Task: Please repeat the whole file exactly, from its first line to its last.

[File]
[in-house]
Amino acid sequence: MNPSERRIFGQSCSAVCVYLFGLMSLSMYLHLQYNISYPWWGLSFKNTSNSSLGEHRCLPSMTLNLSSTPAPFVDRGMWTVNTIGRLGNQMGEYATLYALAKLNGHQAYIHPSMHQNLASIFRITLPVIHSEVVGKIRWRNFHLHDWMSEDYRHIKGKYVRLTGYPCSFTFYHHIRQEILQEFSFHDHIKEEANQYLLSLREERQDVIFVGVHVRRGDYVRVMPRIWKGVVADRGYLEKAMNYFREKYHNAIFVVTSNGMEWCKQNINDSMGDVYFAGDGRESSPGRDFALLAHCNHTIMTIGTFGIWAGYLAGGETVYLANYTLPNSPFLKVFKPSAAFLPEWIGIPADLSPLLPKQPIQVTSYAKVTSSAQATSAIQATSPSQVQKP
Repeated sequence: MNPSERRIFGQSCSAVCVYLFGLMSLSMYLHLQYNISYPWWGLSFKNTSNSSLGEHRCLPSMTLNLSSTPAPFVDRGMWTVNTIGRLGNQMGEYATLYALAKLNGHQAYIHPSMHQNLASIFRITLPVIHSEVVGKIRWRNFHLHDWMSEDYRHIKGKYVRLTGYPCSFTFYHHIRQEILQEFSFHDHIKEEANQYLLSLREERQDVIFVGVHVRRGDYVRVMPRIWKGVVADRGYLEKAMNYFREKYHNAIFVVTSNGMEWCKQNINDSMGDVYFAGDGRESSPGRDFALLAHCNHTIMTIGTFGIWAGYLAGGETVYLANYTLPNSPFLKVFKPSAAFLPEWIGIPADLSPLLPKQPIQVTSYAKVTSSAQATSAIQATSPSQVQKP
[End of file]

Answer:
[in-house]
Amino acid sequence: MNPSERRIFGQSCSAVCVYLFGLMSLSMYLHLQYNISYPWWGLSFKNTSNSSLGEHRCLPSMTLNLSSTPAPFVDRGMWTVNTIGRLGNQMGEYATLYALAKLNGHQAYIHPSMHQNLASIFRITLPVIHSEVVGKIRWRNFHLHDWMSEDYRHIKGKYVRLTGYPCSFTFYHHIRQEILQEFSFHDHIKEEANQYLLSLREERQDVIFVGVHVRRGDYVRVMPRIWKGVVADRGYLEKAMNYFREKYHNAIFVVTSNGMEWCKQNINDSMGDVYFAGDGRESSPGRDFALLAHCNHTIMTIGTFGIWAGYLAGGETVYLANYTLPNSPFLKVFKPSAAFLPEWIGIPADLSPLLPKQPIQVTSYAKVTSSAQATSAIQATSPSQVQKP
Repeated sequence: MNPSERRIFGQSCSAVCVYLFGLMSLSMYLHLQYNISYPWWGLSFKNTSNSSLGEHRCLPSMTLNLSSTPAPFVDRGMWTVNTIGRLGNQMGEYATLYALAKLNGHQAYIHPSMHQNLASIFRITLPVIHSEVVGKIRWRNFHLHDWMSEDYRHIKGKYVRLTGYPCSFTFYHHIRQEILQEFSFHDHIKEEANQYLLSLREERQDVIFVGVHVRRGDYVRVMPRIWKGVVADRGYLEKAMNYFREKYHNAIFVVTSNGMEWCKQNINDSMGDVYFAGDGRESSPGRDFALLAHCNHTIMTIGTFGIWAGYLAGGETVYLANYTLPNSPFLKVFKPSAAFLPEWIGIPADLSPLLPKQPIQVTSYAKVTSSAQATSAIQATSPSQVQKP